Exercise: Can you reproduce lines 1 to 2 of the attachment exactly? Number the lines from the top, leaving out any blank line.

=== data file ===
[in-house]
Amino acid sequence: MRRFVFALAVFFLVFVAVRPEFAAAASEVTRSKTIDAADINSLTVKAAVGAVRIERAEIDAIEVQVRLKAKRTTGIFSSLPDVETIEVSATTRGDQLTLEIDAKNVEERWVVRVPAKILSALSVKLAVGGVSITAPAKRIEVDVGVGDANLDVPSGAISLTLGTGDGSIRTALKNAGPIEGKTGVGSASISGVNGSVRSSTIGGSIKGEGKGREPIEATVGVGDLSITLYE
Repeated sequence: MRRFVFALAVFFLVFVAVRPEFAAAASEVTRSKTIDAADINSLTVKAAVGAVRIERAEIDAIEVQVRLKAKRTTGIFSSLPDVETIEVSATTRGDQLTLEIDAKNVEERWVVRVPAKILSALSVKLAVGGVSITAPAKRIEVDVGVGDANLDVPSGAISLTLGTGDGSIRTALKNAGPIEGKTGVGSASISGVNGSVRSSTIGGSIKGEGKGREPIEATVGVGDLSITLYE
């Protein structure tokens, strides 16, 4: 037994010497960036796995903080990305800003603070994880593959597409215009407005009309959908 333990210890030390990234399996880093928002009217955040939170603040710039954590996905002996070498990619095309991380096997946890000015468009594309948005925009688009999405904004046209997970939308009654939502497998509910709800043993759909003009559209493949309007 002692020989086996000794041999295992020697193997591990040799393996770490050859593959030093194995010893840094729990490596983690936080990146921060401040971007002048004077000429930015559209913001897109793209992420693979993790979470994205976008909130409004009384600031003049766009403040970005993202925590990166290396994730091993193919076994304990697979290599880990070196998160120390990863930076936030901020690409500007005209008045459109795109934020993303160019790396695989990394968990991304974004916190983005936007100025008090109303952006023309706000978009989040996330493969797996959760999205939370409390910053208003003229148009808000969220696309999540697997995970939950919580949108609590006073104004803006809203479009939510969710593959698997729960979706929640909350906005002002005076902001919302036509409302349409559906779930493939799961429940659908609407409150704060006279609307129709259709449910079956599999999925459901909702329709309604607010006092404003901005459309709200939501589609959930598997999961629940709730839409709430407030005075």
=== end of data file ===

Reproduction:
[in-house]
Amino acid sequence: MRRFVFALAVFFLVFVAVRPEFAAAASEVTRSKTIDAADINSLTVKAAVGAVRIERAEIDAIEVQVRLKAKRTTGIFSSLPDVETIEVSATTRGDQLTLEIDAKNVEERWVVRVPAKILSALSVKLAVGGVSITAPAKRIEVDVGVGDANLDVPSGAISLTLGTGDGSIRTALKNAGPIEGKTGVGSASISGVNGSVRSSTIGGSIKGEGKGREPIEATVGVGDLSITLYE